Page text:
The team behind Tony Award-winning theatre production Hamilton has criticised a version of the show performed in a Texas church this weekend, saying it shouldn’t have happened.

The Door, a church in McAllen, South Texas performed the play with edited content that included lyrical references to Jesus and Christianity.

Following the performance, a sermon was delivered to the audience that compared homosexuality to drug addiction.

Footage of the performance shared on social media shows The Door pastor Victor Lopez addressing the audience on stage with Hamilton sets behind him. 

“Maybe you struggle with alcohol, with drugs, homosexuality. Maybe you struggle with other things in life, your finances, whatever, relationships — God can help you tonight,” Lopez said.

Shane Marshall Brown, a spokesperson for Hamilton, responded to the performance: “Hamilton does not grant amateur or professional licenses for any stage productions and did not grant one to The Door Church.”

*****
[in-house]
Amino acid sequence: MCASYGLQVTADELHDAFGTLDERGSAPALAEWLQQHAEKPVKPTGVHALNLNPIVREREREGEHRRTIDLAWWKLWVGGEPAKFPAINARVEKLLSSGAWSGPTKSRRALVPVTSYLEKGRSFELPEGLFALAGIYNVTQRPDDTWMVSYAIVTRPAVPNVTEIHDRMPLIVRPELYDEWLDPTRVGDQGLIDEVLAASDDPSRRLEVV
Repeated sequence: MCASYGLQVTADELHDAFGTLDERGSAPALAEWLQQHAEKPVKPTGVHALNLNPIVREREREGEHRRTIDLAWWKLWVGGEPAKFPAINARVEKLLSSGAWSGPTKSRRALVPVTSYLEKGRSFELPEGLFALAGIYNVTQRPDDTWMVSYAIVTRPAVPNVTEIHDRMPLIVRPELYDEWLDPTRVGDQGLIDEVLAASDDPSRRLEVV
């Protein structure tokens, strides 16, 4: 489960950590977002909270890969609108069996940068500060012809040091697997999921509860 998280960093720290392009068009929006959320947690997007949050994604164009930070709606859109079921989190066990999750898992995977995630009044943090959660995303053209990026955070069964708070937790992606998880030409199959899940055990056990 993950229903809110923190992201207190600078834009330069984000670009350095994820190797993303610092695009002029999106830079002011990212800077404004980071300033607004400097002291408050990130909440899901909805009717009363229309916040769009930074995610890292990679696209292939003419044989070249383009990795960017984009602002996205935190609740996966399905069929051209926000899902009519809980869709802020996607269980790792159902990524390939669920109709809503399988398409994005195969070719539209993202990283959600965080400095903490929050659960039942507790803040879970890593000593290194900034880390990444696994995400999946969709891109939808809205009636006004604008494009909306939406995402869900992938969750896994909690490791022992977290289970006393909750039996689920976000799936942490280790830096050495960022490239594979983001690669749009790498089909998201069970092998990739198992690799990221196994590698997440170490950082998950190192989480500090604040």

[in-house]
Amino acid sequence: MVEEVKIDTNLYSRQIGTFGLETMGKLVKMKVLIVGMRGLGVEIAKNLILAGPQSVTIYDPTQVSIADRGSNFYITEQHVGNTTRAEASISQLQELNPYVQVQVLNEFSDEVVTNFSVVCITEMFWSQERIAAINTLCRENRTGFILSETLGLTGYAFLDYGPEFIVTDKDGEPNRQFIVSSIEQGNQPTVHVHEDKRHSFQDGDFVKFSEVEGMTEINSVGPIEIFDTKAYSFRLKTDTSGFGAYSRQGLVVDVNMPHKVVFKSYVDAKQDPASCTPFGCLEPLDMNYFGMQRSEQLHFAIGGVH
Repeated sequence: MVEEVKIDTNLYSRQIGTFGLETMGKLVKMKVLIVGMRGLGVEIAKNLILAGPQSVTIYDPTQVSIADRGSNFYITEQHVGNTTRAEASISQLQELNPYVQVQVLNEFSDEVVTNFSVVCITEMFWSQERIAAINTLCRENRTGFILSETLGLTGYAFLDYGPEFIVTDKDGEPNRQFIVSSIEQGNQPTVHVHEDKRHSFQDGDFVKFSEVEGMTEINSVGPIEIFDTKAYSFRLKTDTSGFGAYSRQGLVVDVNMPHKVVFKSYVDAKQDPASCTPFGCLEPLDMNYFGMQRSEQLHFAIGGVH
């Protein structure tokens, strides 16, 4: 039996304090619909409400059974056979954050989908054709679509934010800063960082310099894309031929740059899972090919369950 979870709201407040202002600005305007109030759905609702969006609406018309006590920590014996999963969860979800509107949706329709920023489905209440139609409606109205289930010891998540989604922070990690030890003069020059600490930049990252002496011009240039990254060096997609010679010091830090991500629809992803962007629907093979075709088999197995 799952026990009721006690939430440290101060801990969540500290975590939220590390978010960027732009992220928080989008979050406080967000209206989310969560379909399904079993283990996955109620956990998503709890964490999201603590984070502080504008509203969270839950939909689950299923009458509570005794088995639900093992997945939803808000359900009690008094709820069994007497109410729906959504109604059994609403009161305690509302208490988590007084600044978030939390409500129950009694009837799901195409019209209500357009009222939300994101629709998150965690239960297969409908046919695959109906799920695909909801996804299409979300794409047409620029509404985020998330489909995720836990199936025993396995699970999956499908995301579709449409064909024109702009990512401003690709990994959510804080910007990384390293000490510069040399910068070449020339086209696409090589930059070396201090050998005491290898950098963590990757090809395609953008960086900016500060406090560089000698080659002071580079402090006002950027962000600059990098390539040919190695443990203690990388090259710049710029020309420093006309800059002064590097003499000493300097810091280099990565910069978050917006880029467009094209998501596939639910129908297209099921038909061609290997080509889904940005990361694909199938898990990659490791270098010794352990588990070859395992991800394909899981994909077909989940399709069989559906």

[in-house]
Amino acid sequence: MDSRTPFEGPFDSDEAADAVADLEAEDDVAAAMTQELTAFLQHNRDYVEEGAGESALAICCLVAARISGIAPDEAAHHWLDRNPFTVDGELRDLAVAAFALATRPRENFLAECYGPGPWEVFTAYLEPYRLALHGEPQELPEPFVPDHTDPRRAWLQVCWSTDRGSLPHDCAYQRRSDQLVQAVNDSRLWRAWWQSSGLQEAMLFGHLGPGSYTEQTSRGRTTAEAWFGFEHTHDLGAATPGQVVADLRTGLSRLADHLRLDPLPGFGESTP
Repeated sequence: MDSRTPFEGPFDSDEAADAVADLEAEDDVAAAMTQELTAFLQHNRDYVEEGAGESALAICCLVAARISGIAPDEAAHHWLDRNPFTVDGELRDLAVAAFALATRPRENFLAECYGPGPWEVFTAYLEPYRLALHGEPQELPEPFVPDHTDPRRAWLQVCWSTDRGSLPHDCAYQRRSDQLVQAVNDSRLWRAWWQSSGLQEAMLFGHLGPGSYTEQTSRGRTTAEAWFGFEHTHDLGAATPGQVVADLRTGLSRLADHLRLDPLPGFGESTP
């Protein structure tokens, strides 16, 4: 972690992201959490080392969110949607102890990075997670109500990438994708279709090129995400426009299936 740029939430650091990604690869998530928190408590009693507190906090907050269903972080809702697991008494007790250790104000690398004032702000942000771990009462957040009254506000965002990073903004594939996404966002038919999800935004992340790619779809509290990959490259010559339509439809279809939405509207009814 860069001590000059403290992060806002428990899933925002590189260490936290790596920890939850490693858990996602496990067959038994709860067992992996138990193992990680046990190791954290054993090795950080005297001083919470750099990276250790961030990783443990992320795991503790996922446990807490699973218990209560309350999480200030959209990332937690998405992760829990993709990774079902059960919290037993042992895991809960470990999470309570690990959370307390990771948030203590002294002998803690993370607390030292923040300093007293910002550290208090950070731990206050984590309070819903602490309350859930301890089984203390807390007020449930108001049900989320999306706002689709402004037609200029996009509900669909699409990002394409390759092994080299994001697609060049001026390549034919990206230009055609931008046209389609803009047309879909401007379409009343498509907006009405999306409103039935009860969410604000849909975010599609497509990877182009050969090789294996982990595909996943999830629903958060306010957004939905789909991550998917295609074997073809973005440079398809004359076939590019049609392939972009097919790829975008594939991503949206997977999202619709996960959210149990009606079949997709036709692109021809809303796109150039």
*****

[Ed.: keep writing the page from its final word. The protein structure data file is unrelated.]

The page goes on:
Hamilton officials also said they were unaware of the changes made to the show and the sermon at the end.

Officials behind the musical were unaware of the unauthorised staging until the day after the church’s first two scheduled performances and sent a cease-and-desist letter once they were made aware.

Lin-Minuel Miranda, the creator of Hamilton, is a staunch supporter of the LGBTQ+ community and famously used his 2016 Tony Awards acceptance speech to read a poem that addressed the Pulse nightclub shooting, which killed 49 people hours before the award ceremony.

Another spokesperson for Hamilton also said: “The Hamilton family stands for tolerance, compassion, inclusivity and certainly LGBTQ+ rights. We are in the process of reviewing the unauthorised changes made to the script to determine further action.”